It has been very interesting because I have enjoyed the tremendous grace of God while in office. So, many things that had never happened before have happened. The UI Zoo is now a new place. Everywhere in the zoo has been touched. And this is a drive towards meeting up with the international standard. When I resumed here I inherited a very small place, but as time went on, I went to several places because I had the vision and I had a mission. I was interested in making sure there was a dramatic turn around. In fact, I went out to some companies; I met with individuals; I spoke with everybody who cared to listen. I made a power point presentation to the university management by showing them reports about all the zoos I had been to all over the world. I showed them the way zoos are managed there; the way cages and enclosures look like; and I also made them understand that zoos are no more places you just put animals in one round cage and just forget them there. It is a place of conservation; a place of education; a place of research; it is a place of entertainment. So, it is a whole lot more than just putting animals in one small enclosure and just feeding them.

Captivated the vice chancellor
I met with the management, the former vice chancellor, Professor Isaac Adewole, and other individuals. I spoke to companies. All of them were able to buy into the vision. They were able to see what I was trying to explain and bring out. So, I had so much support. When I made the presentation I was to spend 10 minutes like every other director, but I just kept on and on, and when they were to stop my presentation, the vice chancellor said ‘no, just leave her. I think this is an evangelical presentation’. And they all listened through. So, that gave me the momentum to keep on talking and drive my point home. Since I already had a proposal and things I wanted implemented in the zoo and to the glory of God, most of them were approved.

A new look zoo
They provided new cages, new enclosures. The Animal Clinic was approved. A Toyota Hilux was approved; the channelisation of the zoo, which I talked of, was approved; the fantastic and magnificent building in front of the zoo with decent gate house, was also approved; and there was also acquisition of more animals that was approved. So, many things were approved on that floor and I was very grateful to God. We swung into action by getting everything restructured, re-engineered, and reworked. Before now, there was no fencing of the zoo. It was just a small place, but now we have a decent fence round the zoo. We now also have wild life clinic, laboratory clinic and new enclosures. Our serpentorium, that is our reptile house, was totally upgraded and it can now compete favourably with any reptile house anywhere in the world. Our ape enclosure is now also a Mecca itself. It is now a beautiful place and people now use it for photo shoot. The whole place is now totally transformed, totally changed. It is now a whole new zoo.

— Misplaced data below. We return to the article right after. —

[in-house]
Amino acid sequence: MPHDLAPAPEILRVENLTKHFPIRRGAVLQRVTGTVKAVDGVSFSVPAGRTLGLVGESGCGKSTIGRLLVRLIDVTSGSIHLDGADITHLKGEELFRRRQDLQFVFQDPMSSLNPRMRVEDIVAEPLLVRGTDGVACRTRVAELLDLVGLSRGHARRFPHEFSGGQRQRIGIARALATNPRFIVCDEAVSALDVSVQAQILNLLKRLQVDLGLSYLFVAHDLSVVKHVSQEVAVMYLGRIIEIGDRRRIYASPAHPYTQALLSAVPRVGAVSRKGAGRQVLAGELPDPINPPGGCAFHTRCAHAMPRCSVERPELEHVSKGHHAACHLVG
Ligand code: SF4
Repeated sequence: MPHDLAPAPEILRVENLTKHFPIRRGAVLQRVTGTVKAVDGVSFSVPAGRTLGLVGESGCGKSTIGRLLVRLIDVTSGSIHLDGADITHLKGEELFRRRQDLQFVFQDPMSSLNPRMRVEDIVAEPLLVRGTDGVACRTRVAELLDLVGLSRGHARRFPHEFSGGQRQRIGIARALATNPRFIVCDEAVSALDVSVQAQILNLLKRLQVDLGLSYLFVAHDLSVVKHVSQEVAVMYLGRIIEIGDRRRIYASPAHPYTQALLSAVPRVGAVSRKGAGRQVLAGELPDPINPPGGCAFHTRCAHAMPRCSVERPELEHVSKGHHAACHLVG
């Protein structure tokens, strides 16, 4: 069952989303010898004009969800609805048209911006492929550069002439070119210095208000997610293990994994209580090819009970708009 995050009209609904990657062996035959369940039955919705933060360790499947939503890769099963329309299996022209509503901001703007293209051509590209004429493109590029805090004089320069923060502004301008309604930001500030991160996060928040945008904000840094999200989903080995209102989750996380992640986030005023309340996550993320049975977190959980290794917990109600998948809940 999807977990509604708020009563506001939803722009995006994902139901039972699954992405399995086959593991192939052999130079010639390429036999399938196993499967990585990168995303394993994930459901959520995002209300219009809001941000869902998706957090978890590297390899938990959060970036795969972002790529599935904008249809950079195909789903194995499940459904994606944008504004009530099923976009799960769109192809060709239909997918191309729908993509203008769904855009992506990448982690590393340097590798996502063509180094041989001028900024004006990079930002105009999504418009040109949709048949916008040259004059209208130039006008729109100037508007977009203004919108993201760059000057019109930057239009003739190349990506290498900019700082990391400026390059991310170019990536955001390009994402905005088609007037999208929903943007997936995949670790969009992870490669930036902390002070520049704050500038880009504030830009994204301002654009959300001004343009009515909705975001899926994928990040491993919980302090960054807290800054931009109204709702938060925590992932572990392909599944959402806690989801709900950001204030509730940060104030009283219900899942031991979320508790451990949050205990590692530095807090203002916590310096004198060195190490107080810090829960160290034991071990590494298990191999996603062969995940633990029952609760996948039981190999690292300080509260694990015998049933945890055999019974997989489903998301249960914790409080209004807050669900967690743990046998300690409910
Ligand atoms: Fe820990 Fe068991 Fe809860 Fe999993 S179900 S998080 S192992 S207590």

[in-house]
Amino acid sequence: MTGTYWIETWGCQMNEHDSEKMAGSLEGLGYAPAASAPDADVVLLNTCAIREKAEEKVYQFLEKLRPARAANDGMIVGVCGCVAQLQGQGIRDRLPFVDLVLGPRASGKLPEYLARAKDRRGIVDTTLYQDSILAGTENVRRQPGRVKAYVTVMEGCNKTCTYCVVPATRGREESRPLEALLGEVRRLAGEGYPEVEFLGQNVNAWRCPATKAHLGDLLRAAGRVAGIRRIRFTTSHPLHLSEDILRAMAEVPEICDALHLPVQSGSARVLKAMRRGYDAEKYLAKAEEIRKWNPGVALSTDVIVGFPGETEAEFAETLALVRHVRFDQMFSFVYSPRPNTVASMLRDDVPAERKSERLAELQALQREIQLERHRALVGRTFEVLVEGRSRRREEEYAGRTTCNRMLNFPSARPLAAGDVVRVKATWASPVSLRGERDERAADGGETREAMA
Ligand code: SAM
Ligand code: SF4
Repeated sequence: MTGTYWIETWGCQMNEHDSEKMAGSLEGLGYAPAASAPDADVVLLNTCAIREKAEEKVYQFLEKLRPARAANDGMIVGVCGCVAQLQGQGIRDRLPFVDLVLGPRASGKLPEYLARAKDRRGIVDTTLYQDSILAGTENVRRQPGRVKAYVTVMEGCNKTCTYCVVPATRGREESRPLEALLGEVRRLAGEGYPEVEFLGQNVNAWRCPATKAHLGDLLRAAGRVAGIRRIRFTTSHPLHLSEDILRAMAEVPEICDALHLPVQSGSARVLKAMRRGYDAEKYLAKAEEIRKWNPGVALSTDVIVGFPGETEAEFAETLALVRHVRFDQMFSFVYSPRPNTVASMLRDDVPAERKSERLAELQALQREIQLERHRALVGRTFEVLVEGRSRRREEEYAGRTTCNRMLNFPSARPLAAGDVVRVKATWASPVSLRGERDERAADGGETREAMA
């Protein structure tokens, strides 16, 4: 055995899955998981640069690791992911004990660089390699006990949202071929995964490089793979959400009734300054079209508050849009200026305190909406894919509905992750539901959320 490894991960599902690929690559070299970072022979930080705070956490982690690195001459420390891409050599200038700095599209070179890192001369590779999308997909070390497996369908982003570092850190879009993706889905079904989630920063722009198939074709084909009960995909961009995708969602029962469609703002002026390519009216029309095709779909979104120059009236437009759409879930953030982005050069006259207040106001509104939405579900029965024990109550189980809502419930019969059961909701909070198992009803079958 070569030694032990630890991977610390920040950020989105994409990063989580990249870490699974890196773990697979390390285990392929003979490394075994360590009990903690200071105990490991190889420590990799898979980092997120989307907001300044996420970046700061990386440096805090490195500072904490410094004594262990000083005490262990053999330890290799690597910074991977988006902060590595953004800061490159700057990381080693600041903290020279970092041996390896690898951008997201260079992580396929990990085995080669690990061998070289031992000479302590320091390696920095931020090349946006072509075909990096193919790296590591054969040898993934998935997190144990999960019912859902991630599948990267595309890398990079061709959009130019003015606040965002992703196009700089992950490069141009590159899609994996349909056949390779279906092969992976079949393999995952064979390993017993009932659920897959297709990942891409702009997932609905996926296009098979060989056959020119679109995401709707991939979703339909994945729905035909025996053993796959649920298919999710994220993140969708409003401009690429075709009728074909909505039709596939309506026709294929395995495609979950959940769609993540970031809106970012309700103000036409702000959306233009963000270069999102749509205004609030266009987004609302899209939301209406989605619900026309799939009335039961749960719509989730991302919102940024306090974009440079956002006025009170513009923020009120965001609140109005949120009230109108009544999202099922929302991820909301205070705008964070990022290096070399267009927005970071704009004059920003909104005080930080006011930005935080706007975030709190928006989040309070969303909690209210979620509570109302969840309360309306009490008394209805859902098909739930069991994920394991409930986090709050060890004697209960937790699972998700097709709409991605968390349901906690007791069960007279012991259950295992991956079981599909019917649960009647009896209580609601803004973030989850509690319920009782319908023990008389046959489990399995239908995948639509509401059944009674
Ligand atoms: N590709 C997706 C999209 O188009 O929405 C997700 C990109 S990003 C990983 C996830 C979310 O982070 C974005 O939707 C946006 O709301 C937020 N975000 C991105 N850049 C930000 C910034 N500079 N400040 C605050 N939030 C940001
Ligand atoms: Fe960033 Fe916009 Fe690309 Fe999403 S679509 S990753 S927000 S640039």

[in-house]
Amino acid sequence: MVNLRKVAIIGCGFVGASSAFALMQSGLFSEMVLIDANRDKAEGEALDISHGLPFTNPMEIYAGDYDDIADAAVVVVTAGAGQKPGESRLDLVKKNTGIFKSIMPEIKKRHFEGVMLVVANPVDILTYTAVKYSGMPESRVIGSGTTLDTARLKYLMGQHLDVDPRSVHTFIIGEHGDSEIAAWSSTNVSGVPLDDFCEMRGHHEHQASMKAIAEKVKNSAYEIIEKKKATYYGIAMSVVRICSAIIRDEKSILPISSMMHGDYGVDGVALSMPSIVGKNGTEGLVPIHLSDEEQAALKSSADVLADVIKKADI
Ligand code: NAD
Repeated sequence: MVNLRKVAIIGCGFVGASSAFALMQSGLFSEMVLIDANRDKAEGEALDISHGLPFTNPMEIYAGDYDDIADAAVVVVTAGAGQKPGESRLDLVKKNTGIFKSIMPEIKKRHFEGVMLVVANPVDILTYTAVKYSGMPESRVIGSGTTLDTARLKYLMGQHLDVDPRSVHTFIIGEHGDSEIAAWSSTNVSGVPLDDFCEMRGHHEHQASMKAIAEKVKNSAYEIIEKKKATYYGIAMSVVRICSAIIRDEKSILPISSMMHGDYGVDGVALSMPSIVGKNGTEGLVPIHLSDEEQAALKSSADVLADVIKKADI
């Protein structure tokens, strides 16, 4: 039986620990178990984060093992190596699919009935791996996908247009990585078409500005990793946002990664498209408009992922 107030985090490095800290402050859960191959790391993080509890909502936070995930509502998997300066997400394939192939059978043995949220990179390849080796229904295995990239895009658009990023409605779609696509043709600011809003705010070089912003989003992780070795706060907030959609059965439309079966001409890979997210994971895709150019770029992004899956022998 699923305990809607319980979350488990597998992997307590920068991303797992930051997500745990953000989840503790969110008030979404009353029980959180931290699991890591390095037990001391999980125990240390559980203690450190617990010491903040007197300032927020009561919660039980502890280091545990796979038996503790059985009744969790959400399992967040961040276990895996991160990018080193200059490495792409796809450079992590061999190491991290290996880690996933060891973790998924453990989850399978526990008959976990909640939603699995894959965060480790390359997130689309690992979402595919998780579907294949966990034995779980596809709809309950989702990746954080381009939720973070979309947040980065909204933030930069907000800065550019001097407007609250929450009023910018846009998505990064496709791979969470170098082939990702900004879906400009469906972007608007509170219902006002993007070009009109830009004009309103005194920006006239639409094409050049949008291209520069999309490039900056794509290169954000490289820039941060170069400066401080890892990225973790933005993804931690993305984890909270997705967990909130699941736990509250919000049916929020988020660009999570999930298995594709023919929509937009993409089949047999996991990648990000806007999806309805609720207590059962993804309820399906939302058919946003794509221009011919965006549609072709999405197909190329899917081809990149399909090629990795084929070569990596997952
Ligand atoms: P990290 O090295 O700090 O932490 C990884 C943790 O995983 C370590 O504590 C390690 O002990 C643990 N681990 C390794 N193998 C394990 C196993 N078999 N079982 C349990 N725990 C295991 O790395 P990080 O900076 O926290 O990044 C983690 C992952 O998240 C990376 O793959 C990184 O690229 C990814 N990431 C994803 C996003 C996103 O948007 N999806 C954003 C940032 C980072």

Funding
Aside the supportive efforts of the former vice chancellor, Prof. Adewole, another strong donor was our Baba, Pastor Enoch Adeboye of the Redeemed Christian Church of God (RCCG) who not too long ago gave us N45m for the maintenance of this zoo when we did the commissioning. Just recently, he gave another donation because we were trying to acquire hippopotamus. We thank God for his life because he has done massive things for us in this university. I must also appreciate Sweetco Foods. When I approached the manager for assistance in the renovation of our lion enclosure, the management gave us N1m and the company promised to always maintain the place yearly. Now, we have a library in the zoo. It was never in existence before. We now have an educational unit. But I must mention that we needed just 10 desktops with UPS in the library. I am grateful to engineer Oladeinde (Ladson), who gave over N1m worth of desktops and UPS with other accessories to stock the library. These are fantastic people, and I keep on telling people that this is the time of open heavens for the zoo. If you enter the garden you will see one lion we have there called Arnold. It was given by the late Alhaji Azeez Arisekola. There is also another one called Rocky, given by Tony Daboh. I have a giant tortoise now that was given by Justice Oguntoye. I have one massive Nile crocodile that was given by someone from Western Hotel in Lagos. For the first time we now have a giraffe. Since 1948 when the zoo started, we never had a giraffe. We have acquired one now.

A spot for the children